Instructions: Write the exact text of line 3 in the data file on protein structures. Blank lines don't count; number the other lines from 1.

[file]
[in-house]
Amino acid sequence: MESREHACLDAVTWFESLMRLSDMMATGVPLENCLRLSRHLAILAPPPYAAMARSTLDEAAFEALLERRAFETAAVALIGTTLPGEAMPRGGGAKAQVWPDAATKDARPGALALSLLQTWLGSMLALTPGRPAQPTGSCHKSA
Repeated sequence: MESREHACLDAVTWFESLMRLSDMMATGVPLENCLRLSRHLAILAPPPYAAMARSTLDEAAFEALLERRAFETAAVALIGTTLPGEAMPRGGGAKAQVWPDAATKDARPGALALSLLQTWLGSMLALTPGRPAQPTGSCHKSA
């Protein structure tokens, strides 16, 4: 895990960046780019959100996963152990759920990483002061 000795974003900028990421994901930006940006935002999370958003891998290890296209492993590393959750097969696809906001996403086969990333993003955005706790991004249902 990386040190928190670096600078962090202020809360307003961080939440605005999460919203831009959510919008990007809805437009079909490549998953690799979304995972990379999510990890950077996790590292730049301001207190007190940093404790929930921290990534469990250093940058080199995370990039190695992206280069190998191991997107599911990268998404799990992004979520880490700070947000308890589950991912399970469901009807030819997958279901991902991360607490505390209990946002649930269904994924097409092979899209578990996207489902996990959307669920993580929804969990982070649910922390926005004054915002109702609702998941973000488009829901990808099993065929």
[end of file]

Repeated sequence: MESREHACLDAVTWFESLMRLSDMMATGVPLENCLRLSRHLAILAPPPYAAMARSTLDEAAFEALLERRAFETAAVALIGTTLPGEAMPRGGGAKAQVWPDAATKDARPGALALSLLQTWLGSMLALTPGRPAQPTGSCHKSA